Our fourth Lincoln nonprofit finalist in the 100 Year, $100k Office Makeover Contest is Voices of Hope. Founded in 1975 as the Lincoln Coalition Against Rape, Voices of Hope seeks to help all victims and survivors of domestic violence and sexual assault, as well as their families and communities, receive responsive, empowering services and support that meet their needs, both individual and cultural, through advocacy and education aimed at eliminating recurrence, challenging oppressive social institutions, and reducing violence and oppression. Answers provided by Marcee Metzger, executive director at Voices of Hope.
To vote for the Lincoln winner of the office makeover contest, click here!
Q: Why do you need an office makeover?
A: Voices of Hope is a small nonprofit that provides services to thousands of victims and their children annually. In 2017, we saw more than 2,000 face-to-face unduplicated victims. We have prioritized having available help 24 hours a day, the trained staff and emergency client assistance resources that are needed to ensure a safety net for those traumatzied by thesec crimes. On our limited budget, this means that most of our office furniture and equipment has been donated to us. All of our confidential services are free to victims and their families. This results in our services being accessible but doesn’t provide much in the budget to replace or update office furniture and equipment. Our facility is also used by law enforcement, culture center staff, human services agencies, shelters and other professionals who need a safe, confidential place to meet with a survivor and an advocate. It is also used for community training. It would be wonderful to have updated office furniture and equipment to increase efficiency and enhance our office to be more safe and welcoming. Voices of Hope is a great place to work. Every day the staff are making a difference and impacting lives. It would be nice to have some new or newer furniture and equipment to update the office. These amazing staff who are saving lives deserve chairs that aren’t duct-taped together.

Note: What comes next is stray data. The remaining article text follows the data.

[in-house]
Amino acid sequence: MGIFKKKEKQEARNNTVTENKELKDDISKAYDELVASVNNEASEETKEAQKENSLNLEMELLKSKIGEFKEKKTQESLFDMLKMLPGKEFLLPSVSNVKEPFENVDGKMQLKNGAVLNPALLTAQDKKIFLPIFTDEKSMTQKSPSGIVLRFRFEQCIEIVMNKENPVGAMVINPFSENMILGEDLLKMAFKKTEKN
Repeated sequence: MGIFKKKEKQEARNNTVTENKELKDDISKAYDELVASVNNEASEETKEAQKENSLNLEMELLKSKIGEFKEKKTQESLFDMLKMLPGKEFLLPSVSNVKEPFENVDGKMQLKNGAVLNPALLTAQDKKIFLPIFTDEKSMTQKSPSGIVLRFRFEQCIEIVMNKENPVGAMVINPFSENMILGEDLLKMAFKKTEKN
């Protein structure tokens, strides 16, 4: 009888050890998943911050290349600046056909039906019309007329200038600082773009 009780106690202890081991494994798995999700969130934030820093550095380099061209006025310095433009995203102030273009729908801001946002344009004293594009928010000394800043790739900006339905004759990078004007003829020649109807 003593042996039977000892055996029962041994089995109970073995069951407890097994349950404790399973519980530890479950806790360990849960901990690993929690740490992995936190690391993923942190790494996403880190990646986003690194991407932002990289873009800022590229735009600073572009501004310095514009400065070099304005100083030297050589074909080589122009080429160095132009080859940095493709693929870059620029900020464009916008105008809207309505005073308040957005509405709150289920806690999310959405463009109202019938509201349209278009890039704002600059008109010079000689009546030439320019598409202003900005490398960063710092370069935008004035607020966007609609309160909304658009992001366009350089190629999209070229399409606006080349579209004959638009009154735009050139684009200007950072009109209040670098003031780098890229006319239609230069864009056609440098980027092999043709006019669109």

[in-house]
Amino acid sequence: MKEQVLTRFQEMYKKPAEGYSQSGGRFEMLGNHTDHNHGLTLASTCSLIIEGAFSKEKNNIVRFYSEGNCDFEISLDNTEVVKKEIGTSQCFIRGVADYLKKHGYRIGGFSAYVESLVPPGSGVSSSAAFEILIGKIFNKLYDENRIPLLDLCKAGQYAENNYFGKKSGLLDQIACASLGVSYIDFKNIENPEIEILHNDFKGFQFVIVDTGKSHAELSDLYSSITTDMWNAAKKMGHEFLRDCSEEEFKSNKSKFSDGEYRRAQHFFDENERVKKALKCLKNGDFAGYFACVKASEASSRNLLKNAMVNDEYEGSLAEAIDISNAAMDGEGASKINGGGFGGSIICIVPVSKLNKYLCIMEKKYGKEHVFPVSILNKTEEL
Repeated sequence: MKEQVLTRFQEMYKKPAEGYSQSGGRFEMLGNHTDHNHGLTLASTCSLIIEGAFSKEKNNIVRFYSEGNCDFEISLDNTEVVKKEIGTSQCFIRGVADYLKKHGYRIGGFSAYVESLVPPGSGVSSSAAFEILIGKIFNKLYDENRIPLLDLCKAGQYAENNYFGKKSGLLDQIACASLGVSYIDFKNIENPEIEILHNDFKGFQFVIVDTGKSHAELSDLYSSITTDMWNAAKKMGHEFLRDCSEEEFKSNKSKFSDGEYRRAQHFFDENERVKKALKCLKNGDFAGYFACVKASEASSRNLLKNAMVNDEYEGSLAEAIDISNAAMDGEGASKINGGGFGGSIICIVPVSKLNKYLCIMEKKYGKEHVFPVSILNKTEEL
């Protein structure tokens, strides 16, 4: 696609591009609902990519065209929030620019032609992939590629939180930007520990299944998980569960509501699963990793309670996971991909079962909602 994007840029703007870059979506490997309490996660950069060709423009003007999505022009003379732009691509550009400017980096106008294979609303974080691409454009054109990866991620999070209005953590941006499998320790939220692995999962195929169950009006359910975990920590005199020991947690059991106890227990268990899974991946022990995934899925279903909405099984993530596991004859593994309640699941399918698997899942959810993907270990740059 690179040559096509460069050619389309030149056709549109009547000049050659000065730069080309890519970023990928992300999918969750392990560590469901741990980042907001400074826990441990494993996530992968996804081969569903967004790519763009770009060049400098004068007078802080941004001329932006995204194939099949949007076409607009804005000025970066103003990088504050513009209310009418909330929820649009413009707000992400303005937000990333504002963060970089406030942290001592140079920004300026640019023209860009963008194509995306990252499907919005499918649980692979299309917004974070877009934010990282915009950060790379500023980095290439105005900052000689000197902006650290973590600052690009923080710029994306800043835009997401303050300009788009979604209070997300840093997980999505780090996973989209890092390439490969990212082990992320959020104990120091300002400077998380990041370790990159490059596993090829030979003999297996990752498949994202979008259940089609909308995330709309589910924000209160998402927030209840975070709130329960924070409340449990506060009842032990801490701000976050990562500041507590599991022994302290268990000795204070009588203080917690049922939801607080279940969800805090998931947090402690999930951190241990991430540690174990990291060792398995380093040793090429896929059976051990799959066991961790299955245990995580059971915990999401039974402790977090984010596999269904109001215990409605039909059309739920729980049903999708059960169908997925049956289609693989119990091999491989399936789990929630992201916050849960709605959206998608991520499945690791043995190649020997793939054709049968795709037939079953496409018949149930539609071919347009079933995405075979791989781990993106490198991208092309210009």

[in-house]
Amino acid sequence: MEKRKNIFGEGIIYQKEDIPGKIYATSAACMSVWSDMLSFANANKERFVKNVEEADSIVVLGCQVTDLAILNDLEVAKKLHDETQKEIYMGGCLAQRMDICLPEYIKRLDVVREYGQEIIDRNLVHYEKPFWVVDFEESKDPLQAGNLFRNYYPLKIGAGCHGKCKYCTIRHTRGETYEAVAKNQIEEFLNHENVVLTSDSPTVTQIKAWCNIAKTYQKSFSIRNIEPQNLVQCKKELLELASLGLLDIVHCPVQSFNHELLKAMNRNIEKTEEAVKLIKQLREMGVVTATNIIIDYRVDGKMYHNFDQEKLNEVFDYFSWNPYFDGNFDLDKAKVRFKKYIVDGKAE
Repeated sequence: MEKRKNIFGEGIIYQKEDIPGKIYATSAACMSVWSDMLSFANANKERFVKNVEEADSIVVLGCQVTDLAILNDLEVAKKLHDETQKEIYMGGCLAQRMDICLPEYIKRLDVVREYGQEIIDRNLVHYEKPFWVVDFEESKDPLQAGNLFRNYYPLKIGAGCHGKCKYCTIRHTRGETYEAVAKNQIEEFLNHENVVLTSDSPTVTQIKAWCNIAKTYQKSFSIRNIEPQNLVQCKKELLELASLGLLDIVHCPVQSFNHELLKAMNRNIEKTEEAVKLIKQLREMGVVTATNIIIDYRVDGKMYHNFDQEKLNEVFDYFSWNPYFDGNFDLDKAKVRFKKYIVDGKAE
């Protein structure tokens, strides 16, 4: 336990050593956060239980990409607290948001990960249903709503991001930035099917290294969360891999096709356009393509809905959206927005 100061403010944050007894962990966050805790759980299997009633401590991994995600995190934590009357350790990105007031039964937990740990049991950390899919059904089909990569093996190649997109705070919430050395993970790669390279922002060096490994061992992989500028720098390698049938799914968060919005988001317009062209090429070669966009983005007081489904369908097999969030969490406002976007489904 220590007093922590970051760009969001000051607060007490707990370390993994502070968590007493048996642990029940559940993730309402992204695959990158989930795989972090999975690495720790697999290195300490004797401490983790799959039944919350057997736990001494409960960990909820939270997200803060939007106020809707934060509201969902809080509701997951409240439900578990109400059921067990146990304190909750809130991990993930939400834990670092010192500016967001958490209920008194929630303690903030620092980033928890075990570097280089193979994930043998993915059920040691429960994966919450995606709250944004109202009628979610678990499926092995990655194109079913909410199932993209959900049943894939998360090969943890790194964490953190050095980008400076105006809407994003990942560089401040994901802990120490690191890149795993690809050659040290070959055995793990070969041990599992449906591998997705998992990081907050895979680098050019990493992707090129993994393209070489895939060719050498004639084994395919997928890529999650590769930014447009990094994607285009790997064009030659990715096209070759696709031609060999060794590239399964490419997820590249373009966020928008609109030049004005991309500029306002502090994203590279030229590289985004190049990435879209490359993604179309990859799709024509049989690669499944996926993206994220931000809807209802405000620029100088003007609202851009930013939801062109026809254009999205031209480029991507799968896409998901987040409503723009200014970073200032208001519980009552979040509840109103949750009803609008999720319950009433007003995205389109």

Q: How do you devote ethical business practices to fulfilling your mission?
A: We strongly believe in ethical, responsible business practices. We have an active Board of Directors, conduct an annual independent audit of our financials, follow “Best Practices” provided by our state-wide Coalition to End Domestic and Sexual Violence, the Human Services Federation and federal, state and local funding guidelines. Voices of Hope is an incredible organization that provides 24 -hour a day services to the Lincoln/Lancaster Community. All of our services are free and confidential and provide back up for victim safety to law enforcement, hospitals and first responders to victims who have been traumatized by domestic and sexual violence. We have been providing these services for more than 40 years.
Q: What are some positive examples of your influence on the community?
A: Victims and survivors of domestic violence and sexual assault, as well as their families and communities, receive responsive, empowering services that meet their needs, both individual and cultural, through crisis counseling and education aimed at eliminating recurrence, challenging oppressive institutions, and reducing violence and oppression. Voices of Hope provides 24-hour-a-day crisis intervention, advocacy and case management services to victims of domestic violence, sexual assault, incest, stalking and other related forms of abuse. We also provide public awareness and prevention presentations and office training to professionals who work with individuals who have experienced the trauma of relationship violence or sexual abuse. Voices of Hope is a safety net and voice for victims of domestic violence and sexual assault in Lincoln/Lancaster County. We are central players to our community Sexual Assault Response Team.
Q: Please demonstrate your leadership.
A: Voices of hope has been providing crisis services to victims in our community since 1975. We became an independent 501c3 organization in 1989. Marcee Metzger has been the Executive Director since 1989 and employs 30 full- and part-time staff, many who have 15-20 years of experience.